drank from lakes
that turned out to be droughts
cut our lids
to see the future
mined coal with safety pins.
‘It’s time for celebration, not gawking
at deaths crushed by credit,’ you say.
sick dentures pushing teeth back
rusty hammers made from origami cranes, pinkwashed. never grow
tired of going to the bank, where each need is a static noise
& a gunshot,
where you tell me,
‘you &I are beings in boats.
wasting the column. no column. no pronoun to speak.
rather the gusts than a wall
rather understanding than secular missionaries
rather the freedoms of you & me than glass ceilings
rather the prickled rose we will hold firmly than the diamond-sculpted cross
rather the blood &organs than shed skin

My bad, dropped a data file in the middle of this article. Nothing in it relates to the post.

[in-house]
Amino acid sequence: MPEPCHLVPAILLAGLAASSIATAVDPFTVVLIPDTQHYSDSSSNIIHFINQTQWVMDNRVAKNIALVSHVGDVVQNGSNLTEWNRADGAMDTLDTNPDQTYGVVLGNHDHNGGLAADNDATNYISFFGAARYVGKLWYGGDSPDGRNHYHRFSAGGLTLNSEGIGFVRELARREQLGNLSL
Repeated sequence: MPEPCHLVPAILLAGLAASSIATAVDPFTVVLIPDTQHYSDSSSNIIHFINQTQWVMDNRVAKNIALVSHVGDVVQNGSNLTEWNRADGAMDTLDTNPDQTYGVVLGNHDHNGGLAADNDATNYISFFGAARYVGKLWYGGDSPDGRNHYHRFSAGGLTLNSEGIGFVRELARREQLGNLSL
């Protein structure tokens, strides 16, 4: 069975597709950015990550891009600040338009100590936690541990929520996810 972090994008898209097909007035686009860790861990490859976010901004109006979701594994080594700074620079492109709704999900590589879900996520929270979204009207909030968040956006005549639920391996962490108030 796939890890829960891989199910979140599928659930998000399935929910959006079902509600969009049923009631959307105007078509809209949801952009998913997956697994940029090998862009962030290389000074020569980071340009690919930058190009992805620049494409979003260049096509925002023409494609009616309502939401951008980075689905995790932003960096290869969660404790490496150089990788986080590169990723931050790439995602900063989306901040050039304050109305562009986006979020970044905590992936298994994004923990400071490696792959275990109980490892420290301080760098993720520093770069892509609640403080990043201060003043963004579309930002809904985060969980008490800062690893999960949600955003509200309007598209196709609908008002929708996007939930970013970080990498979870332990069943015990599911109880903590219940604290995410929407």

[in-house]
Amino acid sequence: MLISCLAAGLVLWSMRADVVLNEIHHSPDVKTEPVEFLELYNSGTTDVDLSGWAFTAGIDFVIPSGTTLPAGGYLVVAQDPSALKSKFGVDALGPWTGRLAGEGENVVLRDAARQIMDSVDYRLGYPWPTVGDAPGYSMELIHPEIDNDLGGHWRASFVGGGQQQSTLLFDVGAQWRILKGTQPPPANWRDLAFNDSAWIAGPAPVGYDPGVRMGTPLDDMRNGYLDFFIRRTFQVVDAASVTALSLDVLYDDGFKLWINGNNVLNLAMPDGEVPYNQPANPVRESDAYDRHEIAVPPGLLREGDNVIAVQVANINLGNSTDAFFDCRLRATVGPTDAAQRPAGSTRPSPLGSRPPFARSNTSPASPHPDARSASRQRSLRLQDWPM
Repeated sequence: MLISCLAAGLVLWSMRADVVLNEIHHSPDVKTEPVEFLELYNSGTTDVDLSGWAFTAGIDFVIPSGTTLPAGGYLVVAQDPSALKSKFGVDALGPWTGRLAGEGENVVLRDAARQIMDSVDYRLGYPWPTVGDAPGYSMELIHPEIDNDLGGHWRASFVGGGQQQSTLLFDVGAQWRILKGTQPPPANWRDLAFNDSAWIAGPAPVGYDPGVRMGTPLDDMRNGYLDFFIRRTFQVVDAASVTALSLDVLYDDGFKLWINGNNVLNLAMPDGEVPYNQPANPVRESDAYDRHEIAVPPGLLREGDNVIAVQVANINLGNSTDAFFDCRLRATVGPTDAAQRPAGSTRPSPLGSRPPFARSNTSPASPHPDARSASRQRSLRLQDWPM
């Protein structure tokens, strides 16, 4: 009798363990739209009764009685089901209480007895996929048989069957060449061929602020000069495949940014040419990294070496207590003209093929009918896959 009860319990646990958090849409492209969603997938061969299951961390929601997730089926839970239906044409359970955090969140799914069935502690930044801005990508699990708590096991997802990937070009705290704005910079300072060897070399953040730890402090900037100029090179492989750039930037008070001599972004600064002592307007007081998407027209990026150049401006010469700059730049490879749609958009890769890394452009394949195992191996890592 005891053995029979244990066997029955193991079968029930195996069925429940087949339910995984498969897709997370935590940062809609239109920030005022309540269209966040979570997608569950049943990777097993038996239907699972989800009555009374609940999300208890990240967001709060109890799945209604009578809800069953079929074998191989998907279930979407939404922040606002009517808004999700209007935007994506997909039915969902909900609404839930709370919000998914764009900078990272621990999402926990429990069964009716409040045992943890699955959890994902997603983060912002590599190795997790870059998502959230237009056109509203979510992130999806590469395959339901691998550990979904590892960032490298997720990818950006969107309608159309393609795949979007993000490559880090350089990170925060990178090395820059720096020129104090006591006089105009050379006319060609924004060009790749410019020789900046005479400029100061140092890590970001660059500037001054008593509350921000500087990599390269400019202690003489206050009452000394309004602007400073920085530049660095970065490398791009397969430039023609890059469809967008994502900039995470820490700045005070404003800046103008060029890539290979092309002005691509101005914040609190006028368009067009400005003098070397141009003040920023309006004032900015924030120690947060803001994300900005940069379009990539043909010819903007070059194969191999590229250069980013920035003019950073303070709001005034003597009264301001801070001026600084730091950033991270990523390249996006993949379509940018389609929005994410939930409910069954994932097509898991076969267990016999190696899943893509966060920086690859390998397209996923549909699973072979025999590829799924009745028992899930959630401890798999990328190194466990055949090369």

rather the body of blood & sinews than war-torn factories
this is stinking of sweet sorrow,
where dystopias are youth’s memoirs, &
where adulthoods are delayed because there is no
money & water.
& until this day, we are sat on swings
that you say will break from our weight.
Featured image via GlobalSocialTheory
The Norwich Radical is embedded in our home city. We seek to be a platform for debate and discussion of progressive and radical politics within Norwich. We know that the ballot box is only one of many ways of making change, but that elections play a major role in shaping and determining the future of our political landscape. In light of this, we got in touch with candidates standing in the Norwich City Council elections on May 5th, asking for their views on the biggest problems facing Norwich, and their vision for what the Council can do.
by Gunnar Eigener, Green Party candidate for Sewell Ward